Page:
Reuse & repair: How consumerism can turn sustainable | The Financial Express

Reuse & repair: How consumerism can turn sustainable

As brands promote the idea of repair by upcycling factory waste into short limited-edition collections that can benefit the sector, it also helps in a way to recycle post-consumer waste and post cutting scraps to new fabrics.

Reuse & repair: How consumerism can turn sustainable
The idea is to allow customers to reverse shopping where they can resell old or unused sporting goods to Decathlon so that they can be repaired and resold in the store under warranty.

Changes in consumption patterns are an integral part of our world and play a significant role in determining the sustainable future of the planet. Take for instance, the words reuse and repair, which are much more valued words today. These have totally changed the way we use objects in the world of décor or fashion.

Recently, sports brand Decathlon reversed its letters and changed the name to ‘Nohltaced’ in Belgium for one month starting October 10. The idea is to allow customers to reverse shopping where they can resell old or unused sporting goods to Decathlon so that they can be repaired and resold in the store under warranty. The stores in three Belgian cities: Evere, Namur and Ghent, have changed names so far.

Such activations from the brand promote the idea of resell, repair and rent in an environmentally conscious way, and the whole concept is to reuse as much equipment as possible to reduce environmental impact and avoid waste, and allow consumers to buy good-quality sports equipment at lower prices. Though reverse branding has been in the advertising and brand world for more years, these tactics are either believed to sell more products or simply promote sustainable shopping. In many ways, it promotes what the brands’ focus is. In the case of Decathlon, they want to promote and focus the ethos of the brand as a whole as well as resonate with social responsibility and ethical values.

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Though this name change may seem like a marketing stunt, Decathlon’s press statement says the aim is to change the consumption pattern which is “to reuse as many items as possible, lower the threshold for second-hand and increase purchasing power”. A creative reuse for otherwise wasted materials can be incorporated while rethinking or recreating items like T-shirts and water bottles, décor, etc.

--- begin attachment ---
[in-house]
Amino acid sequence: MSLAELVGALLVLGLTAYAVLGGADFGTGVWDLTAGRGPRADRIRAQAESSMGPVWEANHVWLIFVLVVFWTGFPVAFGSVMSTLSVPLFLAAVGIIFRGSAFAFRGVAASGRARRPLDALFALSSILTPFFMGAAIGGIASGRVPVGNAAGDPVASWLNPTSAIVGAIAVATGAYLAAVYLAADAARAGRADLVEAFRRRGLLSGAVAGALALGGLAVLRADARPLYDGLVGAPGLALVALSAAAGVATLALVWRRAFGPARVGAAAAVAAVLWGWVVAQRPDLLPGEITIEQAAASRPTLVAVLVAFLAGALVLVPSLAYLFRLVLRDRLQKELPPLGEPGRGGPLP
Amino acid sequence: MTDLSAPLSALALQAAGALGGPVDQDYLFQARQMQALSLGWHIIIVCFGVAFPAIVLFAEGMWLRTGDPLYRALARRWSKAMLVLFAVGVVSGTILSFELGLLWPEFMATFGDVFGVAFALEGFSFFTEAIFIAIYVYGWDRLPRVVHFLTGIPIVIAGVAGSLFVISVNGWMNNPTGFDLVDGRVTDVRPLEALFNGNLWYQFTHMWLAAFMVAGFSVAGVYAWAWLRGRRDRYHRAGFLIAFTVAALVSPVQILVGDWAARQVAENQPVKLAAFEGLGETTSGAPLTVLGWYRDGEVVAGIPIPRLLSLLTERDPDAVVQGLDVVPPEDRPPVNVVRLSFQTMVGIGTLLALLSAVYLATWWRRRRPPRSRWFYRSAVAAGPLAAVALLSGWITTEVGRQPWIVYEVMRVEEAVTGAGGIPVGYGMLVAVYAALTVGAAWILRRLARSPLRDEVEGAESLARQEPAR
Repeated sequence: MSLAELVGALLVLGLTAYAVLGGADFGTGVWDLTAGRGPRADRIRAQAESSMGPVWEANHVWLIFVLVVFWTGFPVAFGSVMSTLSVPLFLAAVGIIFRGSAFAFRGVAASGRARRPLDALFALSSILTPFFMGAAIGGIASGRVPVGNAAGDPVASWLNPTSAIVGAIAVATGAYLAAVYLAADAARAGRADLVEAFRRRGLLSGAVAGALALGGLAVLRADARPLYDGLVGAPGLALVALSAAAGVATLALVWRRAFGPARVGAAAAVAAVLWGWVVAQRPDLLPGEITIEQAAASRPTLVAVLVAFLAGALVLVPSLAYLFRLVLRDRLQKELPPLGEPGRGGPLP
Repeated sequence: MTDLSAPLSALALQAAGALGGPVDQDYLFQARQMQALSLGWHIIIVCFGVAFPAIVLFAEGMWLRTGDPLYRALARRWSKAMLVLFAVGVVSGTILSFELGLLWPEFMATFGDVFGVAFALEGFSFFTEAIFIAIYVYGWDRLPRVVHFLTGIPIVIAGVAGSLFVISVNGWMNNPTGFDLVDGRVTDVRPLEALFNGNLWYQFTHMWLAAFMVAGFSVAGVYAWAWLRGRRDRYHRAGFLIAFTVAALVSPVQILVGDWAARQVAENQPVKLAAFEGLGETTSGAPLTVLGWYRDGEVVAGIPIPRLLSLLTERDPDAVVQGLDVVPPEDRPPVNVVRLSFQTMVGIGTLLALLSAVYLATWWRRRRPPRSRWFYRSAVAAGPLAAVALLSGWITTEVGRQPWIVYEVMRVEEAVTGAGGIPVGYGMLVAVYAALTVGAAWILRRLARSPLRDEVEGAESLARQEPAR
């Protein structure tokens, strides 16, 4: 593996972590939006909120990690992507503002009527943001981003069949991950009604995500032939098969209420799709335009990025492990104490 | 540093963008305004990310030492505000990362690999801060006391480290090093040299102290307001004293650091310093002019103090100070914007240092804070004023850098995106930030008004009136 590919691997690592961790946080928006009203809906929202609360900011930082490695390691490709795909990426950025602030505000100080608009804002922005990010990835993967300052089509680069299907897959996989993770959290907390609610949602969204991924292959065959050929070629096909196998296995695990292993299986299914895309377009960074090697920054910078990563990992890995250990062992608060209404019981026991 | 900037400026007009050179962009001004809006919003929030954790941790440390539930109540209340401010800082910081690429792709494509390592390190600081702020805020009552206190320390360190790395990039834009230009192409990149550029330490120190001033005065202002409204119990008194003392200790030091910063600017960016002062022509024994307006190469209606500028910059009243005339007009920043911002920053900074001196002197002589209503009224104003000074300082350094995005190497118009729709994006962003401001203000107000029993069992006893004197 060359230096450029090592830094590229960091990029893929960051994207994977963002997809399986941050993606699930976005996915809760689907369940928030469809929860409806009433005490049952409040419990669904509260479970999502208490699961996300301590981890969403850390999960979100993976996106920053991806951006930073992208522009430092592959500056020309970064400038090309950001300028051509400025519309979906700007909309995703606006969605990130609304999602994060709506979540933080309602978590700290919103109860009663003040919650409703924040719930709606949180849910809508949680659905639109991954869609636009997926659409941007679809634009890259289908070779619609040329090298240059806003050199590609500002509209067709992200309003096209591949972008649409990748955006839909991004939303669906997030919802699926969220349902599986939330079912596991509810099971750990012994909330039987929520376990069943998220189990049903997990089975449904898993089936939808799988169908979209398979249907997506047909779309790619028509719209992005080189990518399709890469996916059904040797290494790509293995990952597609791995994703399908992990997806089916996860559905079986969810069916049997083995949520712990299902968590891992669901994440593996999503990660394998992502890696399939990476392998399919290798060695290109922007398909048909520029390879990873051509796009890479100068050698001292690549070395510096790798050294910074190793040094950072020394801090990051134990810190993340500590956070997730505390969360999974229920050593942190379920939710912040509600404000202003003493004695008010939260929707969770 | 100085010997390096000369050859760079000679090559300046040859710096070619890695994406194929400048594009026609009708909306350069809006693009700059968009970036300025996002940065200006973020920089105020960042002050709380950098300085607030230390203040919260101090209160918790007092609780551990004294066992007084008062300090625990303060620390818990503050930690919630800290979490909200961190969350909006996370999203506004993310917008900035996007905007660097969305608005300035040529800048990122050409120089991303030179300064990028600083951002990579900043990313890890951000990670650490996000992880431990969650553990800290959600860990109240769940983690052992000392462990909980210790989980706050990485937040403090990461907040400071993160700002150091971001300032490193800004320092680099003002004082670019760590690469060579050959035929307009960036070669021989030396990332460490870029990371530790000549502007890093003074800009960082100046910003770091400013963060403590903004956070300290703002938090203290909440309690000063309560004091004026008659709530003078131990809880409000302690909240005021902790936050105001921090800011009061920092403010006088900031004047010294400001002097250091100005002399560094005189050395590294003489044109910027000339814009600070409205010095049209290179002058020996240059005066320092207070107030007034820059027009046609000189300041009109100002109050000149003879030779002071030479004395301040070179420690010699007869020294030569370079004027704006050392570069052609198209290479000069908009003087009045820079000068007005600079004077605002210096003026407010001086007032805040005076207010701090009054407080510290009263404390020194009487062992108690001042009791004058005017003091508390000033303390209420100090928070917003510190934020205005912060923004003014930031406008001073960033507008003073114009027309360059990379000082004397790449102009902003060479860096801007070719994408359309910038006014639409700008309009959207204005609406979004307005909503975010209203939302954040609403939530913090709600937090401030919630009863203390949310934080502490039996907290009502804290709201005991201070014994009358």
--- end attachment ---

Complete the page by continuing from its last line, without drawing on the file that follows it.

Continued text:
As brands promote the idea of repair by upcycling factory waste into short limited-edition collections that can benefit the sector, it also helps in a way to recycle post-consumer waste and post cutting scraps to new fabrics.

Similarly, Delhi-based Doodlage is a sustainable fashion brand that creates season-less well finished garments, upcycles waste to create accessories, soft furnishing products and paper to make packaging or stationery products. The fabrics are made with ethical production units and packaging is designed to be plastic free. They have also launched the first handwoven and plant dyed saree collection online under the campaign called “So Susheel” to help revive saris that have been tucked away at the back of the closet by redesigning them into garments one can wear again. The brand promotes to upcycle more, buy less.

Doodlage is also working on a repair centre for sporting goods retailer Decathlon in Bengaluru to save all in-store defects and customer returns and give them a second life.

The repair and rescue culture is also prevalent in the world of art and culture. An exhibition titled “R for Repair” at the London Design Festival this year, showcases objects that people have kept and repaired. The exhibits propose a strong culture of preservation and the art of repair.

To encourage a repair culture, the exhibition addresses global waste output and the need to rethink our relationship to objects and how creative repair can both preserve meaning and breathe new life into our possessions. The exhibition primarily questions the idea of “why do we hold on to things that no longer work? What makes us cherish and keep possessions? And can repair add new meaning and value to an object?”

The designers from the UK and Singapore have worked on damaged objects donated by the public which include: a broken camera, antique sewing chest, children’s wall clock, wedding glass and more.

“What interests me with this project is how we can create a richer understanding of repair culture. It celebrates the possibilities of repair as a creative process, something that adds new layers to an object’s identity and meaning – addressing the ’emotional’ as well as the ‘functional’.” says co-curator, Jane Withers on the project website.

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First published on: 30-10-2022 at 00:15 IST